Figure 3.2. Global uranium resources in the MESSAGE interpretation of the 3 GEA pathway groups compared to ranges in the literature (Schneider and Sailor, 2008). 

Renewable Resources - MESSAGE

Table 3.2 shows the assumed total potentials of renewable energy deployment (by resource type) in the MESSAGE model by 2050. Figure 3.3 overlays these estimates on a map of the 11 MESSAGE regions. In addition, the assumptions are compared with technical potential estimates from the Global Energy Assessment (Rogner et al. 2012).  In this context, it is important to note that typical MESSAGE scenarios do not consider the full technical potential of renewable energy resources, but rather only a subset of those potentials, owing to additional constraints (e.g., sustainability criteria, technology diffusion and systems integration issues, and other economic considerations) that may not be fully captured within the model. These constraints may lead to a significant reduction of the technical potential.

Table 3.2. Assumed global renewable energy deployment potentials in the MESSAGE model by 2050. Estimates from the Global Energy Assessment (Rogner et al. 2012) also added for comparison.



Rogner et al (2012)


Deployment Potential in 2050 [EJ/yr]

Technical Potential [EJ/yr]



160 - 270



50 - 60



1250 - 2250

Solar PV


62,000 - 280,000



same as Solar PV above



810 - 1400

Notes: MESSAGE renewable energy potentials are based on Hoogwijk (2004), Hoogwijk and Graus (2008), Christiansson (1995), Tubiello and Fischer (2007), van Vuuren et al. (2009), and Rogner et al. (2012). The potentials for non-combustible renewable energy sources are specified in terms of the electricity or heat that can be produced by specific technologies (i.e., from a secondary energy perspective). By contrast, the technical potentials from Rogner et al. (2012) refer to the flows of energy that could become available as inputs for technology conversion. So for example, the technical potential for wind is given as the kinetic energy available for wind power generation, whereas the deployment potential would only be the electricity that could be generated by the wind turbines.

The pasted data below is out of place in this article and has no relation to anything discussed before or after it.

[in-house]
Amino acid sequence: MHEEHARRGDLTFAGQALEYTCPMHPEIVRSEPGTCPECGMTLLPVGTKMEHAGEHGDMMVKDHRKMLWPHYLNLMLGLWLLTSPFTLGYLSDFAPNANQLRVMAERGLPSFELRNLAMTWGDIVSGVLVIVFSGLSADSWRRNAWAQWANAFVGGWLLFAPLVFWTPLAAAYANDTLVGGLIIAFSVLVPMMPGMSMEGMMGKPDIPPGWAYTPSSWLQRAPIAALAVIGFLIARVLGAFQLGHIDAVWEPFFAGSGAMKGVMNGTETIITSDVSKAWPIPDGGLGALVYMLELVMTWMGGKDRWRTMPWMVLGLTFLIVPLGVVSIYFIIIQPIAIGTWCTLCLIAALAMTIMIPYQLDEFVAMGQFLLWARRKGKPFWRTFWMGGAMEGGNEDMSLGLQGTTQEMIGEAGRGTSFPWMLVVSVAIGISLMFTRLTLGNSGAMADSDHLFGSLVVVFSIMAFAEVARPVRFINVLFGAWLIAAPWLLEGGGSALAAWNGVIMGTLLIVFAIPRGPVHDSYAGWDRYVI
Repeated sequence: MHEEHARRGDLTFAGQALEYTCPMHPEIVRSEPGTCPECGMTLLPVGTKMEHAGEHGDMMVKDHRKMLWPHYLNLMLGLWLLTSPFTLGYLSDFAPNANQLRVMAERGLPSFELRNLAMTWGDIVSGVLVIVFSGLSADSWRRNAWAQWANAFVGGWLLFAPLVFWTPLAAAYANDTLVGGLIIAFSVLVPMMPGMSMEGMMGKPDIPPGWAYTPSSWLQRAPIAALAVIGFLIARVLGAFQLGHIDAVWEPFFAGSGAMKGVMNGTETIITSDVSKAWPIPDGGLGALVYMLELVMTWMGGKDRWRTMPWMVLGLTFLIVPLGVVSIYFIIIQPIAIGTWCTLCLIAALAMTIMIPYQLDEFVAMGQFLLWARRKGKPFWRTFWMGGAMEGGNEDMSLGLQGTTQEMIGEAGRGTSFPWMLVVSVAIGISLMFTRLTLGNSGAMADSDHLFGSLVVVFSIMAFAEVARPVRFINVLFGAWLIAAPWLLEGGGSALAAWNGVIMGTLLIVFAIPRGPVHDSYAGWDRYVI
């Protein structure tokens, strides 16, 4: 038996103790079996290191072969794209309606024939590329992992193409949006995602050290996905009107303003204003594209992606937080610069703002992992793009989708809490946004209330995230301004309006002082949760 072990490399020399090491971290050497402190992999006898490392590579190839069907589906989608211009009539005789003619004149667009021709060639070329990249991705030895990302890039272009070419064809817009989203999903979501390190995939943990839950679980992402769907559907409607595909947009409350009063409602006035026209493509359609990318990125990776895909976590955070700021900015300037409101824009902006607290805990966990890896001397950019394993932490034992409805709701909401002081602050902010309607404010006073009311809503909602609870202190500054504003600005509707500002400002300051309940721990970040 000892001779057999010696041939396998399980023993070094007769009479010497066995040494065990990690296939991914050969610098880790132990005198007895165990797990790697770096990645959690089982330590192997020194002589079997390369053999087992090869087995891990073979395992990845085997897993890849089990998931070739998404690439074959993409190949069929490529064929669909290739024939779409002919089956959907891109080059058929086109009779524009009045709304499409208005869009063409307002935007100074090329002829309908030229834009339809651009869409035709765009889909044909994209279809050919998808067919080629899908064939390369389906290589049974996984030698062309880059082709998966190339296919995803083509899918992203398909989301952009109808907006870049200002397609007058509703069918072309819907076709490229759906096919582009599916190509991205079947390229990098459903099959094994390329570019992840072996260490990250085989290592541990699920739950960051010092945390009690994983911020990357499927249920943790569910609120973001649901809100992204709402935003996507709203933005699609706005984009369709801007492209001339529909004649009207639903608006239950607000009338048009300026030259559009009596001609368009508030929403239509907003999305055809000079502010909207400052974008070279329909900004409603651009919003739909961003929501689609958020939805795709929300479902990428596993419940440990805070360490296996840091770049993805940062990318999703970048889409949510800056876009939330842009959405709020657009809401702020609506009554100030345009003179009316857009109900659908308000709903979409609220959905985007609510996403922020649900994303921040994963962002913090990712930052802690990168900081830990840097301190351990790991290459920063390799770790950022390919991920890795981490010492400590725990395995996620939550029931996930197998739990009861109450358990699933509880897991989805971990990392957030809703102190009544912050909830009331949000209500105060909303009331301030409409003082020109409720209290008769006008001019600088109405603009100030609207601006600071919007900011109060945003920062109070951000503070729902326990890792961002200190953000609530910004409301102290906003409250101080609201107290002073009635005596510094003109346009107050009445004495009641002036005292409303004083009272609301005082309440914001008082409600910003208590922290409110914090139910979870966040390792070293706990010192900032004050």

While potentials for renewable energy can differ quite substantially between different regions, they are more equitably distributed across the globe than fossil fuels. On the other hand, renewable energy sources cannot be traded as easily before conversion to the secondary level, e.g., trade would typically occur after conversion to electricity or some processed solid, liquid or gaseous fuel. Figure 3.3 shows the renewable energy resource potentials for the 11 MESSAGE regions by 2050. The figure indicates the strong dominance of solar energy across almost all regions. An exception is bioenergy in tropical regions, and wind energy in North America and the Former Soviet Union countries, and to some extent in Europe. However, at a first glance it becomes clear that regionally some of the resources are scarce and the potentials could be exhausted relatively quickly, in particular in those regions with high population densities, which could lead to land use limitations for some of the renewable energy sources. This is particularly the case in Asia, most notably in South Asia, but also in Pacific Asia and partly in China).

Figure 3.3.  Renewable energy deployment potentials by region in 2050, as assumed in the MESSAGE model.

  • No labels